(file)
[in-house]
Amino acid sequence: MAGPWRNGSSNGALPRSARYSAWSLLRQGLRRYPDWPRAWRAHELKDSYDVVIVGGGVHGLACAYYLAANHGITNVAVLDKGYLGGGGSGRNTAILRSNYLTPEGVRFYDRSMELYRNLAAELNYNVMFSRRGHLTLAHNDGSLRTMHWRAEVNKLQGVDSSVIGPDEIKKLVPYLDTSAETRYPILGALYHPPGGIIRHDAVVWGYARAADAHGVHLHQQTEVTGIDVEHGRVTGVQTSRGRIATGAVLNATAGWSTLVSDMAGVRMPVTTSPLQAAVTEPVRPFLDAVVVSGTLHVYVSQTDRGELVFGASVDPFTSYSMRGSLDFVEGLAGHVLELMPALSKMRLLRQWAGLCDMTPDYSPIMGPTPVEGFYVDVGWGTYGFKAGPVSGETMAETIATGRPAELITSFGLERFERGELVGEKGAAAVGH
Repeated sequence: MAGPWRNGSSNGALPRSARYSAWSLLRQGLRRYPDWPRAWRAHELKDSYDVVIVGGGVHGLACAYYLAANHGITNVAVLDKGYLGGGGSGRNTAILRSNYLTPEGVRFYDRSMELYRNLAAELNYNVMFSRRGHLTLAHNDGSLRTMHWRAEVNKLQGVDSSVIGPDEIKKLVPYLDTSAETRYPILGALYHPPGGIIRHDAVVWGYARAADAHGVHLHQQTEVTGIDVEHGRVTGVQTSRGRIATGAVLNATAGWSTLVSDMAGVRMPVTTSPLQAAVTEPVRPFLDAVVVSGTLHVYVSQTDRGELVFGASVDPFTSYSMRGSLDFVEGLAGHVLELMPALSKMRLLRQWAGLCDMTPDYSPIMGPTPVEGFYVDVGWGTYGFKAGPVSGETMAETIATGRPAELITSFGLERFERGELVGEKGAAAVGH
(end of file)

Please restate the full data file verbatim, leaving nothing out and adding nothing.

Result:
[in-house]
Amino acid sequence: MAGPWRNGSSNGALPRSARYSAWSLLRQGLRRYPDWPRAWRAHELKDSYDVVIVGGGVHGLACAYYLAANHGITNVAVLDKGYLGGGGSGRNTAILRSNYLTPEGVRFYDRSMELYRNLAAELNYNVMFSRRGHLTLAHNDGSLRTMHWRAEVNKLQGVDSSVIGPDEIKKLVPYLDTSAETRYPILGALYHPPGGIIRHDAVVWGYARAADAHGVHLHQQTEVTGIDVEHGRVTGVQTSRGRIATGAVLNATAGWSTLVSDMAGVRMPVTTSPLQAAVTEPVRPFLDAVVVSGTLHVYVSQTDRGELVFGASVDPFTSYSMRGSLDFVEGLAGHVLELMPALSKMRLLRQWAGLCDMTPDYSPIMGPTPVEGFYVDVGWGTYGFKAGPVSGETMAETIATGRPAELITSFGLERFERGELVGEKGAAAVGH
Repeated sequence: MAGPWRNGSSNGALPRSARYSAWSLLRQGLRRYPDWPRAWRAHELKDSYDVVIVGGGVHGLACAYYLAANHGITNVAVLDKGYLGGGGSGRNTAILRSNYLTPEGVRFYDRSMELYRNLAAELNYNVMFSRRGHLTLAHNDGSLRTMHWRAEVNKLQGVDSSVIGPDEIKKLVPYLDTSAETRYPILGALYHPPGGIIRHDAVVWGYARAADAHGVHLHQQTEVTGIDVEHGRVTGVQTSRGRIATGAVLNATAGWSTLVSDMAGVRMPVTTSPLQAAVTEPVRPFLDAVVVSGTLHVYVSQTDRGELVFGASVDPFTSYSMRGSLDFVEGLAGHVLELMPALSKMRLLRQWAGLCDMTPDYSPIMGPTPVEGFYVDVGWGTYGFKAGPVSGETMAETIATGRPAELITSFGLERFERGELVGEKGAAAVGH